By Colin Pierce, Managing Director, Head of Healthcare Practice
As financial pressures mount for the health care industry amidst COVID-19, business and benefits leaders are understandably looking for ways to maximize the value of the benefits they provide to employees while being mindful of managing costs. An estimated 28% of U.S. hospitals are losing money amid growing declines in admissions and patient visits due to rising Covid-19 infection rates, according to the Strata Decision Technology. This number is expected to rise as the industry continues to face overcrowding, non-critical procedure cancellations and employee furloughs.
The financial implications of this crisis on health care employees — from cafeteria staff to doctors — are already vast. In an October 2020 TIAA Institute survey of health care employees on financial wellness and retirement readiness views, 71% rated “not outliving financial assets” as high financial priority for their retirement. (Yet, before the pandemic, only 27% of workers were highly confident they would not run out of money in retirement.)
In that same TIAA Institute survey, only 14% of savers reported being “very confident” in choosing the best way to draw income from their savings during retirement.
Findings from a survey focused on Americans’ financial resiliency shows saving for retirement was one of the goals most negatively impacted by COVID-19; just four in 10 respondents who were saving report that they are on still track.
Health system management will need to consider how they can help employees continue to save for retirement as part of their ongoing recovery strategies.
A sometimes overlooked, yet effective, strategy that allows employers to offer their employees benefits while managing costs is to meaningfully structure their retirement plan design to be focused on providing retirement income by embedding lifetime income options like annuities.
Including fixed annuity options that offer guaranteed income for life or embedding annuities as part of a custom default solution in a retirement plan can function for future retirees the way defined benefits (DB) plans used to. Commonly called pension plans, DBs were popular in the mid-1980s and ‘90s, but were considered by many employers to be costly, were often underfunded, and increased already-sky-high liabilities. To trim margins, many employers transitioned from DB plans to defined-contribution (DC) plans with target-date funds now as the plan investment default option, shifting the burden of saving for retirement to their employees.
What was overlooked in this transition was the long-held expectation by employees that their retirement plan would lead to lifetime income in retirement, something that pensions provided, but many DC and target-date plans do not. Further, those who lack financial confidence or the time—like many health care employees who are focused on caring for COVID-19 patients—to manage their retirement savings may be defaulted into their DC plans’ default options through automatic enrollment or re-enrollment features. However, many of these offerings don’t deliver the guaranteed retirement income they’re looking for. Embedding fixed annuities into retirement plan structures, with a specific focus on the custom qualified default, allow employees to take advantage of pension-like benefits and ensure they have guaranteed income for life.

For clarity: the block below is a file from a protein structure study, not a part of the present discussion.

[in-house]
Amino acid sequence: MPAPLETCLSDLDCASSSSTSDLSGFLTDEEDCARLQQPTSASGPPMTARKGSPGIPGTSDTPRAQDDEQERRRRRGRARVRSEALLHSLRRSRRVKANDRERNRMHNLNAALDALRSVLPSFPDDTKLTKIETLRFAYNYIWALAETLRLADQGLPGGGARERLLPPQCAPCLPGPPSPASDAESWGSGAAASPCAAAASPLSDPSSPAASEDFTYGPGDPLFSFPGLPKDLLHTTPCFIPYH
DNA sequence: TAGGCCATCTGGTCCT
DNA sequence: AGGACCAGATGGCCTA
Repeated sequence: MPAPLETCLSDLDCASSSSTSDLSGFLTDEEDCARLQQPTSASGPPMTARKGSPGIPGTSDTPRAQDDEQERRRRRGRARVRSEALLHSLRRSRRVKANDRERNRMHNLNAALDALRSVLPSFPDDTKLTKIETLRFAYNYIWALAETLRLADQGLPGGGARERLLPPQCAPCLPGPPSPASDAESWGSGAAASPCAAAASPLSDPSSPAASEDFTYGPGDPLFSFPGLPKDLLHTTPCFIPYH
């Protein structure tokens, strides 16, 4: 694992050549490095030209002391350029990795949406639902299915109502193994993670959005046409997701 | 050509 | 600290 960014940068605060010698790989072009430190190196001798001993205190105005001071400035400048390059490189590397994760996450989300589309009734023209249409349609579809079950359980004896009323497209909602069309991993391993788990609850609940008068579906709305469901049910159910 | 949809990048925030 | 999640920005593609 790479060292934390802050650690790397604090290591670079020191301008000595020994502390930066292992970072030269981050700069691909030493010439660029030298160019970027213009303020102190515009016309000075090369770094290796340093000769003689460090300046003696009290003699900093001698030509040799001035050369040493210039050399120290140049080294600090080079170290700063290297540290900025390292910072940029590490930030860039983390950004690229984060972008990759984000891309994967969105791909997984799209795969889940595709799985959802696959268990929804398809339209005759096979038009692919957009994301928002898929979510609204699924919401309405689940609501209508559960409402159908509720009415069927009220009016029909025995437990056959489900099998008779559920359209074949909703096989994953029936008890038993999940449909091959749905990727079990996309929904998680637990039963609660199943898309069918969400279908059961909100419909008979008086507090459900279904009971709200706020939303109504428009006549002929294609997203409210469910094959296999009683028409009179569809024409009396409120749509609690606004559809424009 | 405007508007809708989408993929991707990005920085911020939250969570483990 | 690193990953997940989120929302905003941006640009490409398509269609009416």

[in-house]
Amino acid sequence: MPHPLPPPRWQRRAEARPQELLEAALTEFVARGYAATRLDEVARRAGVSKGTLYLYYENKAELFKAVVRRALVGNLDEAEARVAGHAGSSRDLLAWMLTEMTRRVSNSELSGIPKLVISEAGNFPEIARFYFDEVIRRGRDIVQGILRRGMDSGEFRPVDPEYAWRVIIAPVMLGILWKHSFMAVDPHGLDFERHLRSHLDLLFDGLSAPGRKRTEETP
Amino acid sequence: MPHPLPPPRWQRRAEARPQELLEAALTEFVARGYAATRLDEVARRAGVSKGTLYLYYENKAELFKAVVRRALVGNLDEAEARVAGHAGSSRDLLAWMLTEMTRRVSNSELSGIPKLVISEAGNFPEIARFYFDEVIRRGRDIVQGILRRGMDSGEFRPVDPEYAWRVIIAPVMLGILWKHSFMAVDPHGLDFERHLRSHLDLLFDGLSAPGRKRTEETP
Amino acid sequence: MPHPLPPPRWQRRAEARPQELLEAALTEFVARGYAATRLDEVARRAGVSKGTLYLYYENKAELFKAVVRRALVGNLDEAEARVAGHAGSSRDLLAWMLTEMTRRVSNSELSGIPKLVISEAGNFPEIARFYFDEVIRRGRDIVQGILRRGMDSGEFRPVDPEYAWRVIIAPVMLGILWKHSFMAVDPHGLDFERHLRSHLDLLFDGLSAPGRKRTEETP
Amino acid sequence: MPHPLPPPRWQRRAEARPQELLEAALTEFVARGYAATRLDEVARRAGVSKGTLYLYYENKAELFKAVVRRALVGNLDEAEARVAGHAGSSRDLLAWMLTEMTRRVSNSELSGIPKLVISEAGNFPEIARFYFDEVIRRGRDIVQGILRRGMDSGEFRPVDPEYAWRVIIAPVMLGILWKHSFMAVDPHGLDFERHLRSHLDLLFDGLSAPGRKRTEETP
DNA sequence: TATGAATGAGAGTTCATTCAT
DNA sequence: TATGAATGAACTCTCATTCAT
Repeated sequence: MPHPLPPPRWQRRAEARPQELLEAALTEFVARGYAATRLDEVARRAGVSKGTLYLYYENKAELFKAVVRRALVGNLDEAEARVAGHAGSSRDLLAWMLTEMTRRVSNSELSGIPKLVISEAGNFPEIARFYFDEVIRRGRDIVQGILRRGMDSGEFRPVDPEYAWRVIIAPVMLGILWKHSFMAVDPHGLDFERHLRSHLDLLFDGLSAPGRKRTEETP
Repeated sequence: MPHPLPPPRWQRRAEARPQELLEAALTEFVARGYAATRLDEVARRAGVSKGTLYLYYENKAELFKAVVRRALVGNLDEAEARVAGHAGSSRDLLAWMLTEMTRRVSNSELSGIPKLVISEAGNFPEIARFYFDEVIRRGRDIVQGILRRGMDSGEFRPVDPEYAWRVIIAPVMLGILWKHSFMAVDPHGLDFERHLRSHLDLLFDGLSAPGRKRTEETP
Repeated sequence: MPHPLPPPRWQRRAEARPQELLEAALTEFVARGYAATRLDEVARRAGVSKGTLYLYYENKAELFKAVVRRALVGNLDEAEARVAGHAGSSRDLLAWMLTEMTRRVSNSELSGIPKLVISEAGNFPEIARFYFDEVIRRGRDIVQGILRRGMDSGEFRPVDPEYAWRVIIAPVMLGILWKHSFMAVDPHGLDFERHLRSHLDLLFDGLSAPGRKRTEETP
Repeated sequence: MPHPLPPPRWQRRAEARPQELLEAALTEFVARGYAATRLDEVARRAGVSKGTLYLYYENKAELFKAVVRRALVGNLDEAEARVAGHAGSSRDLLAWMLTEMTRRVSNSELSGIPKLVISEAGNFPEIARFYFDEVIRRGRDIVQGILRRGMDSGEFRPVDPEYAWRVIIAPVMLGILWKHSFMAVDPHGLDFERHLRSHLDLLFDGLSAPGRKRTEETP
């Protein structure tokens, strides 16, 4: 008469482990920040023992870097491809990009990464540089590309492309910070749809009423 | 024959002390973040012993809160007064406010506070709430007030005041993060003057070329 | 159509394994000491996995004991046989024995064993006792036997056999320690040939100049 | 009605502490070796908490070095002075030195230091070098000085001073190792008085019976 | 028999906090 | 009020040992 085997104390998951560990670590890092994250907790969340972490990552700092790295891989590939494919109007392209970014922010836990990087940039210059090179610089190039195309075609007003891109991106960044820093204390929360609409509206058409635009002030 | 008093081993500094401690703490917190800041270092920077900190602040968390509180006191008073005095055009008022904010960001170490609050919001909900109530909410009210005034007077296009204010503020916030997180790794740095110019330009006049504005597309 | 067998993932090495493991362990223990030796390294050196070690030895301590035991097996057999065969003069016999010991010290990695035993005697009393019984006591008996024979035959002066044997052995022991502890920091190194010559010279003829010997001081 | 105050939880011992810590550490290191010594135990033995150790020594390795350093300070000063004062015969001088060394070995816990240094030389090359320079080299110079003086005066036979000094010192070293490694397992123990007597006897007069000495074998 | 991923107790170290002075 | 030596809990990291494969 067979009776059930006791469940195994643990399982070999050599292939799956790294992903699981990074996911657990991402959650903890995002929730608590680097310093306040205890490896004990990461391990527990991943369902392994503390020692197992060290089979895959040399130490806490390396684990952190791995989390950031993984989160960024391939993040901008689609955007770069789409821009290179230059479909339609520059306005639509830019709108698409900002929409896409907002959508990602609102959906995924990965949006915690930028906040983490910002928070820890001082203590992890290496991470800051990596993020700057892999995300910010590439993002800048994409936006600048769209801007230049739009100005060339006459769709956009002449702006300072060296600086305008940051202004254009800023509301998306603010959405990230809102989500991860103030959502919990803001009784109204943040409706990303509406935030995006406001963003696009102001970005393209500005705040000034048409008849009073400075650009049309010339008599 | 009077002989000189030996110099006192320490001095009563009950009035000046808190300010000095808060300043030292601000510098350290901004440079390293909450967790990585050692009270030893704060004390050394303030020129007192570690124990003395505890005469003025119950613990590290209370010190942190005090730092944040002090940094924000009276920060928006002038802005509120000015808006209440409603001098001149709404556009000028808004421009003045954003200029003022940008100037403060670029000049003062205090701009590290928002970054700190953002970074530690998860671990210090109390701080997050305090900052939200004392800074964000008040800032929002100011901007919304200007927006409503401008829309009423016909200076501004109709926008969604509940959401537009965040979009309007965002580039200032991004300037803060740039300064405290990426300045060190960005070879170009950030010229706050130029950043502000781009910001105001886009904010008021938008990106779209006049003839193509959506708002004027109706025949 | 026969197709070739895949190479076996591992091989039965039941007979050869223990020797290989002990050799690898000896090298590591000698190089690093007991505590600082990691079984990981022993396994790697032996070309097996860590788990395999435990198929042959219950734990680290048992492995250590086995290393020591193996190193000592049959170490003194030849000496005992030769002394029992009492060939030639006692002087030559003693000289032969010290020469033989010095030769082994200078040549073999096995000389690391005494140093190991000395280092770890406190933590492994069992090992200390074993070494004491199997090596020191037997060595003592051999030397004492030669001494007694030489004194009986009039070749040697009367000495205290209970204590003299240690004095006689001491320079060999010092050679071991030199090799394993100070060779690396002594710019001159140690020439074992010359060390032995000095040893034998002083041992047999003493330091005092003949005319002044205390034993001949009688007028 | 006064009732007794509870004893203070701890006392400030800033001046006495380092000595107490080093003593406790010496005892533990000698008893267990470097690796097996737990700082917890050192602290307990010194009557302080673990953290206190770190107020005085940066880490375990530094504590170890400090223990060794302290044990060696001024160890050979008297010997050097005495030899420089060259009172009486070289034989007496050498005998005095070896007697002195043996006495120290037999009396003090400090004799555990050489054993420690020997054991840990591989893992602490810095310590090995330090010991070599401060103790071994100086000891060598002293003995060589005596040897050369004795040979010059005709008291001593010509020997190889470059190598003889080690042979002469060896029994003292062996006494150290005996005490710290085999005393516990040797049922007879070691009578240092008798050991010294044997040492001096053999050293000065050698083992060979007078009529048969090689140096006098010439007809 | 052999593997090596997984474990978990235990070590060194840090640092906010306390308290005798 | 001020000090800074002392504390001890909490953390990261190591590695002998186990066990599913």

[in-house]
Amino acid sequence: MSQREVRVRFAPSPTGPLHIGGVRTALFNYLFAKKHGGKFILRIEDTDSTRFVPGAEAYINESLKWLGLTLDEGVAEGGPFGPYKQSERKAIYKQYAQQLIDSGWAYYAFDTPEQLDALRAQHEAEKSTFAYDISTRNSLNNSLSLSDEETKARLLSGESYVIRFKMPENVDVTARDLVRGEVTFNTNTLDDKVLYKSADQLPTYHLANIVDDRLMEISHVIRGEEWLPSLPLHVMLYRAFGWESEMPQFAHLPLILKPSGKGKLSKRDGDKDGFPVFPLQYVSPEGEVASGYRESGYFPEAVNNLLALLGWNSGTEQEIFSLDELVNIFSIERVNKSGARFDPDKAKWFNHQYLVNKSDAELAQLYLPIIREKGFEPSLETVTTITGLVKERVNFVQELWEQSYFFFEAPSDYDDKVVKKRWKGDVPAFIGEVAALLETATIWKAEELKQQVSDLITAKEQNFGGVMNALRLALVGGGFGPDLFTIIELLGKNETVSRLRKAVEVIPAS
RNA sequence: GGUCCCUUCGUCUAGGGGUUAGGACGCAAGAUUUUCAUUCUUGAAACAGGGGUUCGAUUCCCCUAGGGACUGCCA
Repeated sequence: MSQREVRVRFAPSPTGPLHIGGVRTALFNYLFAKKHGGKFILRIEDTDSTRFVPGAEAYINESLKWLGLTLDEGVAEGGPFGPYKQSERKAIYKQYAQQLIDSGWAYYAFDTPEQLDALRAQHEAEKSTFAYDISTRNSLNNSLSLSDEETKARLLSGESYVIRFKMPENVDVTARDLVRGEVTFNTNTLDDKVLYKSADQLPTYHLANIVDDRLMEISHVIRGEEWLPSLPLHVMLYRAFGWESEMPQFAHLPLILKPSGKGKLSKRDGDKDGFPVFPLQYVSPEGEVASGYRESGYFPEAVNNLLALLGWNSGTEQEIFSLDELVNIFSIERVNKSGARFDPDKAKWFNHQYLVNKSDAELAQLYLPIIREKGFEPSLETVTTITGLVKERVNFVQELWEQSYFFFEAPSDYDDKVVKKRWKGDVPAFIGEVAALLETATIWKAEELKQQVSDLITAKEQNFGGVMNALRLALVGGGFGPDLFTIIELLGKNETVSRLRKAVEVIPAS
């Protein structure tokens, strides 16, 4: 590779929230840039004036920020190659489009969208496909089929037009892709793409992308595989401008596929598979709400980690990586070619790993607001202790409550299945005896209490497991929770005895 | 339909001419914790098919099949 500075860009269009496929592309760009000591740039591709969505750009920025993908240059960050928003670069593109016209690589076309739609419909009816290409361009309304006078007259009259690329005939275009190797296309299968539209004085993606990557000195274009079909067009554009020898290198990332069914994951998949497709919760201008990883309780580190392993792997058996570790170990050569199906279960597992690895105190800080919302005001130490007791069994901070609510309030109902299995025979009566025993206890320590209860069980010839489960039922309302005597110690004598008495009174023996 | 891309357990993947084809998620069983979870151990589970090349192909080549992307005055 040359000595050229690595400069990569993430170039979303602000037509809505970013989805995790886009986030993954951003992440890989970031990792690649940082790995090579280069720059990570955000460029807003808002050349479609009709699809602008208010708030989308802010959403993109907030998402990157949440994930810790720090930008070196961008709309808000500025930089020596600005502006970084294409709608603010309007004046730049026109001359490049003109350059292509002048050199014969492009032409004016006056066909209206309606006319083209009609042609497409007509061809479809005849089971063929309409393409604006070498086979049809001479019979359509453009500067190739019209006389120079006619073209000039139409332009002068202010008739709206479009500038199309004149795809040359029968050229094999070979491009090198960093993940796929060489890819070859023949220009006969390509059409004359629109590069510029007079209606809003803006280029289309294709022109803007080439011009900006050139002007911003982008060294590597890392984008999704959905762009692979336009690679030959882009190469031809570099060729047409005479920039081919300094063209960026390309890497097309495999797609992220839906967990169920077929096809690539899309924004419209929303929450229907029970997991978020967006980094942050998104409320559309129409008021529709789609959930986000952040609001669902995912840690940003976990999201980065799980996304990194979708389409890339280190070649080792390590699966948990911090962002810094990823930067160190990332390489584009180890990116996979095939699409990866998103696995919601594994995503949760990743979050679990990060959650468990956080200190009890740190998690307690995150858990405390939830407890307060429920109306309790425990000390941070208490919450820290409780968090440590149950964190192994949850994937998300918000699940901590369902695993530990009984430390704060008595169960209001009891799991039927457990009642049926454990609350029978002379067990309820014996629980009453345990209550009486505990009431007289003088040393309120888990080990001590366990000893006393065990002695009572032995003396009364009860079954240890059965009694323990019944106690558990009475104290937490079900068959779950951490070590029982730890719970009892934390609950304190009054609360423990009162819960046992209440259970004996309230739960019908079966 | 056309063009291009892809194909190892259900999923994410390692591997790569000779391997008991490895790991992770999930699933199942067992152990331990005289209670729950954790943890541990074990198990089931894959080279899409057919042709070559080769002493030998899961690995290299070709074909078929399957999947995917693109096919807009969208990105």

Employers choosing to embed guaranteed lifetime income options into their retirement plans will likely become a key theme in 2021. Congress is already discussing another round of retirement savings legislation designed to improve and modernize the retirement system following the passage of the Setting Every Community Up for Retirement Enhancement (SECURE) Act in 2019. And according to another study conducted by TIAA, interest in guaranteed lifetime income is on the rise among both employees and employers as both cohorts see the value of these products in helping save for retirement.
Not only do embedded annuities help prepare employees for retirement—both during the savings and decumulation phases—and reduce their financial stress, they can also streamline employer costs, offering employees the benefits of a traditional pension plan without the employer taking on added liabilities. In fact, according to Health Leaders Media, Health care liabilities are projected to rise, culminating in an estimated shortfall of $645 billion. Further, when health professionals are needed most—and as high turnover costs are top-of-mind for employers—embedding annuities that provide employees with retirement security can serve as a differentiating value proposition that can help attract and retain employees.
Despite the significant financial challenges that lie ahead, health care employers will need to find ways to take care of employees’ financial wellness—both in the short and long-term. Revisiting retirement plan design and embedding lifetime income solutions can allow employers to balance cost-cutting measures like reductions to employee benefits while continuing to help their employees continue to save for retirement.